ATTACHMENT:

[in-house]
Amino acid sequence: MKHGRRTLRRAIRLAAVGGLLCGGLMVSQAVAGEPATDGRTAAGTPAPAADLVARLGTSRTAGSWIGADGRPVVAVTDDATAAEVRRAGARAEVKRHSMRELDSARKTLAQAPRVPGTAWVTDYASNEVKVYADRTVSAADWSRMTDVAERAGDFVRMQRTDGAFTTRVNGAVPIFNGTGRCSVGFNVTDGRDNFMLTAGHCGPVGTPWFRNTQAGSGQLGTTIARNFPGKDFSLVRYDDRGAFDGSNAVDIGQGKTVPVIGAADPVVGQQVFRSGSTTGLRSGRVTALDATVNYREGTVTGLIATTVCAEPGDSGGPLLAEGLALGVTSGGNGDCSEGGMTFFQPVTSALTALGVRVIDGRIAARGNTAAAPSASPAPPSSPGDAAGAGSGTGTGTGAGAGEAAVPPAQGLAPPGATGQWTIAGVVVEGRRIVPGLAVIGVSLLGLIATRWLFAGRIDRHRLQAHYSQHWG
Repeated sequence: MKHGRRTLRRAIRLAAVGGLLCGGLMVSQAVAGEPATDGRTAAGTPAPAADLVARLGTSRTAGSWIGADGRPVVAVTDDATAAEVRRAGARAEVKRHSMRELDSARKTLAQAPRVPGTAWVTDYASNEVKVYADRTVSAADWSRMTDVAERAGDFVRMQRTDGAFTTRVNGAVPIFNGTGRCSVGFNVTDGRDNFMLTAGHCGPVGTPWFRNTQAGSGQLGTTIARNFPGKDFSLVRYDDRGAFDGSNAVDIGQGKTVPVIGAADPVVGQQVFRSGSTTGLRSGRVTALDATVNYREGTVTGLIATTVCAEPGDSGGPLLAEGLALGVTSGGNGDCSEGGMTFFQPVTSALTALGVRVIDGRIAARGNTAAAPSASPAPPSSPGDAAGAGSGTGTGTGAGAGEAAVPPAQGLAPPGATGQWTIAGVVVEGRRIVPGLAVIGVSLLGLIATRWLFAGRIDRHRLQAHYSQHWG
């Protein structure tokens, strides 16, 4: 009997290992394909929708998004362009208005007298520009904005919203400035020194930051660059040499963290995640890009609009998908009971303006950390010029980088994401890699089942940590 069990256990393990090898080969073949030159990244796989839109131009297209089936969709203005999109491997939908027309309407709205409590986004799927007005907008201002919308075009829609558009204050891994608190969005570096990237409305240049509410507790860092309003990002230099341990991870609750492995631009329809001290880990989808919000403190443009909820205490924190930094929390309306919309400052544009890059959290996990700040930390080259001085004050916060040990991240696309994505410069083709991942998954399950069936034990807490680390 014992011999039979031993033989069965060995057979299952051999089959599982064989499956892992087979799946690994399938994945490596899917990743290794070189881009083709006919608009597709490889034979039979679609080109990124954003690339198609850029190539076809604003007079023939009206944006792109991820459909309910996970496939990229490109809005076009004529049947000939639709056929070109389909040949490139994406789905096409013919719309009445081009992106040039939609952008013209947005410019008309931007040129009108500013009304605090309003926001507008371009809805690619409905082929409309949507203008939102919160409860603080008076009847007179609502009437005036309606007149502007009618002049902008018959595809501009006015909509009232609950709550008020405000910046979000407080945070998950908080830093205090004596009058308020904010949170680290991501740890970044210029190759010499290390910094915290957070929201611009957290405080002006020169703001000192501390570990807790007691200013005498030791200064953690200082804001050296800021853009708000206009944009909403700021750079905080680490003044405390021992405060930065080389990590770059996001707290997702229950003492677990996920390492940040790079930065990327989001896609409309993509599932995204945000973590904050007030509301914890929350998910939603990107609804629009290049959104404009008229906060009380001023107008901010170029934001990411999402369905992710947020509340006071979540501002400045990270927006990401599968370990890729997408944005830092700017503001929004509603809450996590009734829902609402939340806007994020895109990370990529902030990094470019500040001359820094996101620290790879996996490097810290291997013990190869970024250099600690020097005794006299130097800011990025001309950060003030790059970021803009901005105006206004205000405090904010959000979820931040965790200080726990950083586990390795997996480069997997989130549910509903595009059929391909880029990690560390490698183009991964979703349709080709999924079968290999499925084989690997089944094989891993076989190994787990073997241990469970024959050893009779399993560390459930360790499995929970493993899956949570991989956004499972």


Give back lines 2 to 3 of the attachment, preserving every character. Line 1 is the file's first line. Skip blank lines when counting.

Amino acid sequence: MKHGRRTLRRAIRLAAVGGLLCGGLMVSQAVAGEPATDGRTAAGTPAPAADLVARLGTSRTAGSWIGADGRPVVAVTDDATAAEVRRAGARAEVKRHSMRELDSARKTLAQAPRVPGTAWVTDYASNEVKVYADRTVSAADWSRMTDVAERAGDFVRMQRTDGAFTTRVNGAVPIFNGTGRCSVGFNVTDGRDNFMLTAGHCGPVGTPWFRNTQAGSGQLGTTIARNFPGKDFSLVRYDDRGAFDGSNAVDIGQGKTVPVIGAADPVVGQQVFRSGSTTGLRSGRVTALDATVNYREGTVTGLIATTVCAEPGDSGGPLLAEGLALGVTSGGNGDCSEGGMTFFQPVTSALTALGVRVIDGRIAARGNTAAAPSASPAPPSSPGDAAGAGSGTGTGTGAGAGEAAVPPAQGLAPPGATGQWTIAGVVVEGRRIVPGLAVIGVSLLGLIATRWLFAGRIDRHRLQAHYSQHWG
Repeated sequence: MKHGRRTLRRAIRLAAVGGLLCGGLMVSQAVAGEPATDGRTAAGTPAPAADLVARLGTSRTAGSWIGADGRPVVAVTDDATAAEVRRAGARAEVKRHSMRELDSARKTLAQAPRVPGTAWVTDYASNEVKVYADRTVSAADWSRMTDVAERAGDFVRMQRTDGAFTTRVNGAVPIFNGTGRCSVGFNVTDGRDNFMLTAGHCGPVGTPWFRNTQAGSGQLGTTIARNFPGKDFSLVRYDDRGAFDGSNAVDIGQGKTVPVIGAADPVVGQQVFRSGSTTGLRSGRVTALDATVNYREGTVTGLIATTVCAEPGDSGGPLLAEGLALGVTSGGNGDCSEGGMTFFQPVTSALTALGVRVIDGRIAARGNTAAAPSASPAPPSSPGDAAGAGSGTGTGTGAGAGEAAVPPAQGLAPPGATGQWTIAGVVVEGRRIVPGLAVIGVSLLGLIATRWLFAGRIDRHRLQAHYSQHWG